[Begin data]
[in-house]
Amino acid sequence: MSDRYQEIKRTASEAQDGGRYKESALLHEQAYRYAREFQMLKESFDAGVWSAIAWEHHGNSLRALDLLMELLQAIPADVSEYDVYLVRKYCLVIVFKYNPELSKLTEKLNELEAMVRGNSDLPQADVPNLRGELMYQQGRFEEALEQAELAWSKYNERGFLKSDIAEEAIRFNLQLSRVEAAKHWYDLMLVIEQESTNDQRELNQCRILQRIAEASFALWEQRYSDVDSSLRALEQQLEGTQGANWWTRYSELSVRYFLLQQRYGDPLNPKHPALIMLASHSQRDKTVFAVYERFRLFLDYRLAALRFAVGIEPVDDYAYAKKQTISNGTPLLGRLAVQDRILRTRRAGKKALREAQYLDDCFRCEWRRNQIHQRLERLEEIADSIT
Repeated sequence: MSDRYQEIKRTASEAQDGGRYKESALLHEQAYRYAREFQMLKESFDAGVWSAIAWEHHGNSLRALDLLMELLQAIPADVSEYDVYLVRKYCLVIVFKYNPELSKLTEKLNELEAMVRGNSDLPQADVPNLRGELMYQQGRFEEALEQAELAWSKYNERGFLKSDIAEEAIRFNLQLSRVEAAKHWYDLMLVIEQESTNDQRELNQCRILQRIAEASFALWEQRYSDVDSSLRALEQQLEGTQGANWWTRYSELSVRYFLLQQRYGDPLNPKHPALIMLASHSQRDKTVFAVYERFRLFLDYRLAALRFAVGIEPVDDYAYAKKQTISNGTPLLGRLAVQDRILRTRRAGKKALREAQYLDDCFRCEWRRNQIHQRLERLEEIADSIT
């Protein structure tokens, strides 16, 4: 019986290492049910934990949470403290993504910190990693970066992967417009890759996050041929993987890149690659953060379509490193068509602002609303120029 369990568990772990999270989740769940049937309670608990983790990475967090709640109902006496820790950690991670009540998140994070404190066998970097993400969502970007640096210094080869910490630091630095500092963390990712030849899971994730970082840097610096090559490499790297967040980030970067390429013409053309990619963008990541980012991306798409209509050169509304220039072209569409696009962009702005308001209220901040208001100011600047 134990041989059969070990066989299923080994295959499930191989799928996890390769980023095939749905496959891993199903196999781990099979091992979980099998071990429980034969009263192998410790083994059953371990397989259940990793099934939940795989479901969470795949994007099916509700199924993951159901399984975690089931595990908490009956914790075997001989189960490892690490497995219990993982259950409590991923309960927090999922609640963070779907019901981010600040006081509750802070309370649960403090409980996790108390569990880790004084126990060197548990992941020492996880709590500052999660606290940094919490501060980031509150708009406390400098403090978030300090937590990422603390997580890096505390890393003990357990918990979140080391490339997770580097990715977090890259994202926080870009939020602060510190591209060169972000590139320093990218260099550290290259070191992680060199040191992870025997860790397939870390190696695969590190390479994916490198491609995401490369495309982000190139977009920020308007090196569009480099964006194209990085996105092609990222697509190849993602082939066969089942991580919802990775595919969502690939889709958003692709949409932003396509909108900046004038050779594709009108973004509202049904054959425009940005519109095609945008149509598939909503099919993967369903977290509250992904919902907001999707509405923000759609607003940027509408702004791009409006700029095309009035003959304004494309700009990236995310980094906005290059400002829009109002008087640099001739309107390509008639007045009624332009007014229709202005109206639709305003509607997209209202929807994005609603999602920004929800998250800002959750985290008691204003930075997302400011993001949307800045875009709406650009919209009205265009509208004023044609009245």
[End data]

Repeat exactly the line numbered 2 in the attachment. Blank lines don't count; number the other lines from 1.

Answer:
Amino acid sequence: MSDRYQEIKRTASEAQDGGRYKESALLHEQAYRYAREFQMLKESFDAGVWSAIAWEHHGNSLRALDLLMELLQAIPADVSEYDVYLVRKYCLVIVFKYNPELSKLTEKLNELEAMVRGNSDLPQADVPNLRGELMYQQGRFEEALEQAELAWSKYNERGFLKSDIAEEAIRFNLQLSRVEAAKHWYDLMLVIEQESTNDQRELNQCRILQRIAEASFALWEQRYSDVDSSLRALEQQLEGTQGANWWTRYSELSVRYFLLQQRYGDPLNPKHPALIMLASHSQRDKTVFAVYERFRLFLDYRLAALRFAVGIEPVDDYAYAKKQTISNGTPLLGRLAVQDRILRTRRAGKKALREAQYLDDCFRCEWRRNQIHQRLERLEEIADSIT